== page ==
Using Game Design As A Writing Tool

By Mike Haran
Aug. 25, 2011

A part of writing over looked by most is the design and playing of historical games. Most people do their research by reading what someone else has written. This makes the reader subject to the writer’s interpretation of the facts presented. I have over the years dabbled in playing war games and the like. I find it a good way to learn history, better in fact than reading an account in a history book as the main factors are recreated over and over as the game is played. I went from there to game design in order to recreate scenarios I was interested in. I found that the act of designing games forced me to organize my writing as without clear definitions the design process soon fell apart. This is a good drill for writers as the initial organizing of a project is done automatically. Let me clarify myself. Say I am designing a game in order to predict future Middle East conflict. I first have to make a list of the antagonists. In this case they are not countries but conventional organizations within a recognized country forming alliances with similar countries. The antagonists are terror organizations forming loose alliances with other terrorist organizations.

In order to portray this I could list every unit and then play one against the other, however I haven't as the game would be too complicated .Instead I have used a single counter to indicate any sized force of a certain unit and type played against an enemy force represented by one two three or more units. The conventional force is subject to surprise attacks as he moves into other countries or areas. As this will take a long time to explain I will let the reader figure things out by referring to a simple solo game. One can take things a step further and use the game design as a marketing tool.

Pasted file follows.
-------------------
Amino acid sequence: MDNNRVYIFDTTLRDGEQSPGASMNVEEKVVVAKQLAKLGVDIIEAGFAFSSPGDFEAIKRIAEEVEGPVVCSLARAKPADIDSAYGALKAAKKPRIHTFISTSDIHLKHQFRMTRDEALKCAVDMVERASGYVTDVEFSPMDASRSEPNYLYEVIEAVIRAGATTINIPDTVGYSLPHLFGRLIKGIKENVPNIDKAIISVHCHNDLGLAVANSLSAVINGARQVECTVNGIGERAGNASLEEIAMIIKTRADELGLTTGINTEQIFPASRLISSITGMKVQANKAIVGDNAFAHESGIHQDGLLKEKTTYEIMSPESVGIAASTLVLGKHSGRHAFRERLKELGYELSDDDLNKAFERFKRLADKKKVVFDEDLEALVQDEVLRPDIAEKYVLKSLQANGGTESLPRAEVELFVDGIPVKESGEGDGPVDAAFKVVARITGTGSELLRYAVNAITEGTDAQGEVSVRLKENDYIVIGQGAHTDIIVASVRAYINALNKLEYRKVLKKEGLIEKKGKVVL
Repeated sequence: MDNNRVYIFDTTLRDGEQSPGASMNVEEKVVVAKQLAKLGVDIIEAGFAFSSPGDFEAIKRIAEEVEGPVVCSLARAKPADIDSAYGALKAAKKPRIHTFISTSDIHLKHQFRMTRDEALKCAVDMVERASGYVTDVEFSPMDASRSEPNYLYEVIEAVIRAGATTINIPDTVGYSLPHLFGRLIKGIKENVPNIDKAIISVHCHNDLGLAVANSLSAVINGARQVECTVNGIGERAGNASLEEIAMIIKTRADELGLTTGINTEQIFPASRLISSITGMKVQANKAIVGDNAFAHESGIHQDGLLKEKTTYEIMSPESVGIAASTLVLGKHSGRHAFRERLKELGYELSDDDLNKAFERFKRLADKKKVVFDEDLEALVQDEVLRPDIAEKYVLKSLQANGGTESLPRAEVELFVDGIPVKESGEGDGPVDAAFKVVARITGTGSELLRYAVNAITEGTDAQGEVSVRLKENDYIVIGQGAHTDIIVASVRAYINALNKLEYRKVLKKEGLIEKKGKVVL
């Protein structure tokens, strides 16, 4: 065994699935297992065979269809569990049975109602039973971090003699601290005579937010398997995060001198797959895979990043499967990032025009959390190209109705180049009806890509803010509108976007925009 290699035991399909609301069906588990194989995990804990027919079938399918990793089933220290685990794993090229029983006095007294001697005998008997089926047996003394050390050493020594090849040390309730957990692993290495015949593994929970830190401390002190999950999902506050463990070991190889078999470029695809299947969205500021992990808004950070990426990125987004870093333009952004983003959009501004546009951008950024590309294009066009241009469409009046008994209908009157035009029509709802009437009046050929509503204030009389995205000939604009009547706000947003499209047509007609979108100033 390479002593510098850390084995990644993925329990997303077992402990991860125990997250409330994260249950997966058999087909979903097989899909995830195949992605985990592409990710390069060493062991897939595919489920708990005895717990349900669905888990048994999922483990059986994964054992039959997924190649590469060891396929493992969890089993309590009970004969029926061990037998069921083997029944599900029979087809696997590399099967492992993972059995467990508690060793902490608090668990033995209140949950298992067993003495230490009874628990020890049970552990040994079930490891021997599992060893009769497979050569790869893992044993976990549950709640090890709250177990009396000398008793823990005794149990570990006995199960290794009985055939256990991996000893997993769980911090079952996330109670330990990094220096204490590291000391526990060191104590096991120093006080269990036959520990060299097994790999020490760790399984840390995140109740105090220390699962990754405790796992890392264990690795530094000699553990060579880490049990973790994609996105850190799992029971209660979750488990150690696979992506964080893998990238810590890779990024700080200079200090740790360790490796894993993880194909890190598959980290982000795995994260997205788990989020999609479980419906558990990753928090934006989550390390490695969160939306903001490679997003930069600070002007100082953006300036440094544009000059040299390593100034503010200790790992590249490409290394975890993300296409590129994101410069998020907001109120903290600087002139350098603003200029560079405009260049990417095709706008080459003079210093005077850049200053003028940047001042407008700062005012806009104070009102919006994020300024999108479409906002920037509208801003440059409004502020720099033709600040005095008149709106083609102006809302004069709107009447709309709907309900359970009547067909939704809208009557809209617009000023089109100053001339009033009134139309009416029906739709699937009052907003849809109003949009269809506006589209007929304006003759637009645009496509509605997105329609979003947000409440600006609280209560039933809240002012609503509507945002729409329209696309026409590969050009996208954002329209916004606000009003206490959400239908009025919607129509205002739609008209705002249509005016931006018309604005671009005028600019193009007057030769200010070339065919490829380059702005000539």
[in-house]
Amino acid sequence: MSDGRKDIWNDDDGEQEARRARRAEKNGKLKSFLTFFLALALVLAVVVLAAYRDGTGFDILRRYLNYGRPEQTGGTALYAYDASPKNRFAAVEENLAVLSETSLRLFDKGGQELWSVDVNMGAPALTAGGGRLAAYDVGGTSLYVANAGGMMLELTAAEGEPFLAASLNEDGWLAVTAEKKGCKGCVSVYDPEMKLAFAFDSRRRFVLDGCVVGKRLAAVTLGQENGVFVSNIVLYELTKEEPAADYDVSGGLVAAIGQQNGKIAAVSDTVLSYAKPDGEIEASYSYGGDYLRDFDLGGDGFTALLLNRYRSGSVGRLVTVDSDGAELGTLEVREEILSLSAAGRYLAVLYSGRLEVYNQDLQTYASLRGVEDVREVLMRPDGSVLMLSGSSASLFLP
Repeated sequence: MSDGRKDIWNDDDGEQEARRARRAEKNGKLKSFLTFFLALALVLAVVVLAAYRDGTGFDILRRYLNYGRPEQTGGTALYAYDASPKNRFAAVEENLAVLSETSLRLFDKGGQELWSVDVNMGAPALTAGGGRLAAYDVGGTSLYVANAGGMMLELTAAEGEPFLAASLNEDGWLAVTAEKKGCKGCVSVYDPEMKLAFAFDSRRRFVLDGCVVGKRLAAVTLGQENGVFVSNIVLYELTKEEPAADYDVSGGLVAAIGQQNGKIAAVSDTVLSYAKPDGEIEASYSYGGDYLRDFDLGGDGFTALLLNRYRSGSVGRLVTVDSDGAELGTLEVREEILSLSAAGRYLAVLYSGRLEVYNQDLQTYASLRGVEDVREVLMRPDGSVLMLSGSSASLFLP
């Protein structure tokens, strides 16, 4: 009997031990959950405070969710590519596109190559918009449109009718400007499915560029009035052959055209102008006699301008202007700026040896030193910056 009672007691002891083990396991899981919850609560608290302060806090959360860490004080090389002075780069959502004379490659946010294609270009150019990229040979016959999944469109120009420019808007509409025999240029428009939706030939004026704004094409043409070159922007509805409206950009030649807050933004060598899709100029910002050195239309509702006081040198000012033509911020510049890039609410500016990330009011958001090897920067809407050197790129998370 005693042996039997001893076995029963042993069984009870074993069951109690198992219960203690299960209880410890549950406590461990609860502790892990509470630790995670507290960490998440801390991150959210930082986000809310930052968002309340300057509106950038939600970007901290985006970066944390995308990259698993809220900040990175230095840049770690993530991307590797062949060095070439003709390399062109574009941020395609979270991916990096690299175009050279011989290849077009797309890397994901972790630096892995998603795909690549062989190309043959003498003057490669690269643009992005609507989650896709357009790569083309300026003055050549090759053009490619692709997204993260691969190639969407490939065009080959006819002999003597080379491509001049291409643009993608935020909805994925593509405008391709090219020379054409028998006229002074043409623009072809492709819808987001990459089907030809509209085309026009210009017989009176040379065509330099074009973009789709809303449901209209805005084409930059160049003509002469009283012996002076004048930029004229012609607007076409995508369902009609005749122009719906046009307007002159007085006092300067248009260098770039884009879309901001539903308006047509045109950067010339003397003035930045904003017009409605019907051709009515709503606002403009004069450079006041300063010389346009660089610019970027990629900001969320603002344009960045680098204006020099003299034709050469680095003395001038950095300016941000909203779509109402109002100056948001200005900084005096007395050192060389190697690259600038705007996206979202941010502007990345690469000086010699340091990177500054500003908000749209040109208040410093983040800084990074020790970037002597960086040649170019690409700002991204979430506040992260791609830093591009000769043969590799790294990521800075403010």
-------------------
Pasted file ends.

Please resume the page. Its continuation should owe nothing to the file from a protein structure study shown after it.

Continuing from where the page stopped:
Game marketing can be very complicated or very simple. For the average Joe marketing a game is simply out of his reach in the much the same way as would be producing a movie; in fact some games take more capital to produce than a movie. However not to despair, for every complicated way of doing things there is a simpler way. Desk top publishing programs make it possible to sell and deliver your product directly over the internet. Map counters and rules are put in a PDF format and then sent to the ultimate customer with a simple click on the mouse. One of the advantages of this system over store bought games is that the customer can change the size of the counters and map by changing the magnification on his browser before printing the product out.

Counters are affixed to stalk board and then cut with scissors .The map need not be mounted as the small size will usually make this step redundant. Alternately the end user can print his stuff out on to thin card.

Alternately plastic pieces available on the internet for pennies can be substituted for counters as indeed is the case with a lot of professional DTP products.

Whatever system is used the key is a good set of rules specifically written for DTP games? On the below site is an example of the rules for a game set somewhere in the future Middle East based upon present day projections. A modest licensing fee will secure the producer rights to market his product with no legal hassles.

A Spreading Insurgency


About the author: Here is the link to my new web site devoid of any connection with the above which I use as a device to publish my war games,link

Read Mike Haran's essays on history at http://www.geocities.com/manzikertca/

Email: manzikertca@yahoo.com

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